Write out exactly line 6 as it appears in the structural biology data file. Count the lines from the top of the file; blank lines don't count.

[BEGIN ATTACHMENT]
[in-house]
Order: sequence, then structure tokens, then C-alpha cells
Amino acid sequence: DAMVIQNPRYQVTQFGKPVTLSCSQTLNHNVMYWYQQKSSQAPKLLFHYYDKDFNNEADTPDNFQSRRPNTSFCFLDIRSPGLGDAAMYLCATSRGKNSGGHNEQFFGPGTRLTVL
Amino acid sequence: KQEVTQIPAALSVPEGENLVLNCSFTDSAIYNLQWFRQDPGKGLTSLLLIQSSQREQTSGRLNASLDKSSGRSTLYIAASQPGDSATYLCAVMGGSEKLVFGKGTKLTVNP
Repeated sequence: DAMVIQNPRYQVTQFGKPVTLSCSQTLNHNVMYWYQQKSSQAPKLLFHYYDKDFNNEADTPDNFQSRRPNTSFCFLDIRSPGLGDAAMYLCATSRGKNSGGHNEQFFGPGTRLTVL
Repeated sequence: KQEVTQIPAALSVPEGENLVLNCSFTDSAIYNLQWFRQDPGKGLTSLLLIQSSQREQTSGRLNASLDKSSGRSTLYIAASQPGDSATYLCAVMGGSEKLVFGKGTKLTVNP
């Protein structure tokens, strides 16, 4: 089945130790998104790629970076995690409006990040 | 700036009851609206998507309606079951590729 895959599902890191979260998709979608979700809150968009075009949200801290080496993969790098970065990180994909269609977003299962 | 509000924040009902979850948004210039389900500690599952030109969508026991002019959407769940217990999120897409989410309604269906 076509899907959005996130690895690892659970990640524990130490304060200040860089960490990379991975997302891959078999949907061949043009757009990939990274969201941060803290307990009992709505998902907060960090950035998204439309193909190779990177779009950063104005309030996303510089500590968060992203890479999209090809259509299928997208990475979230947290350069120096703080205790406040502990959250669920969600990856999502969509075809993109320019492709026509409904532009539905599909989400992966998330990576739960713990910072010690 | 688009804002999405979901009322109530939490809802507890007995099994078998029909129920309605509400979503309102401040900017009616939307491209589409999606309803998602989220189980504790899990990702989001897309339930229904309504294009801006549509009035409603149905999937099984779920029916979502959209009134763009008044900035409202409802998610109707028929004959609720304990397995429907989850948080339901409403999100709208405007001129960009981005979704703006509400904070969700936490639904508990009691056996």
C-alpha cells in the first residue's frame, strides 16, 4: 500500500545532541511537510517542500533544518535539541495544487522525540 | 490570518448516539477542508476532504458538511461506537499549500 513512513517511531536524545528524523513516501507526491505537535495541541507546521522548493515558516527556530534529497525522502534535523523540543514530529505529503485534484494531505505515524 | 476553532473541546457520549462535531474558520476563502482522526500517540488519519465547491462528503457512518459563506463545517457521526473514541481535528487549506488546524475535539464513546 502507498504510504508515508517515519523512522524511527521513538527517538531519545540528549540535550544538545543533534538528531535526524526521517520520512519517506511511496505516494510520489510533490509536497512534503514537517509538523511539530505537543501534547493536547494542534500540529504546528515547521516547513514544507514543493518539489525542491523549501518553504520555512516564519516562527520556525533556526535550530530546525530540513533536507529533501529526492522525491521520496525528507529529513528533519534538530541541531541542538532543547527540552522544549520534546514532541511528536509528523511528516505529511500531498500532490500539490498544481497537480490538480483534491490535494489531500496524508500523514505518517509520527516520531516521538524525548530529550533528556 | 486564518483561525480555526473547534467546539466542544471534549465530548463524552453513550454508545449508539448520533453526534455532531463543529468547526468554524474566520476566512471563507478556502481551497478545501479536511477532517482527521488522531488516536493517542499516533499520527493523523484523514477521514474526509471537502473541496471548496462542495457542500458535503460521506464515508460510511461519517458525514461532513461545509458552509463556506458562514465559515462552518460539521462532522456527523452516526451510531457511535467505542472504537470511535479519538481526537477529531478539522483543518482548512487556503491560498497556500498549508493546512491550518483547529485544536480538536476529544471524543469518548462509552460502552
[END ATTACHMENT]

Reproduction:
Repeated sequence: KQEVTQIPAALSVPEGENLVLNCSFTDSAIYNLQWFRQDPGKGLTSLLLIQSSQREQTSGRLNASLDKSSGRSTLYIAASQPGDSATYLCAVMGGSEKLVFGKGTKLTVNP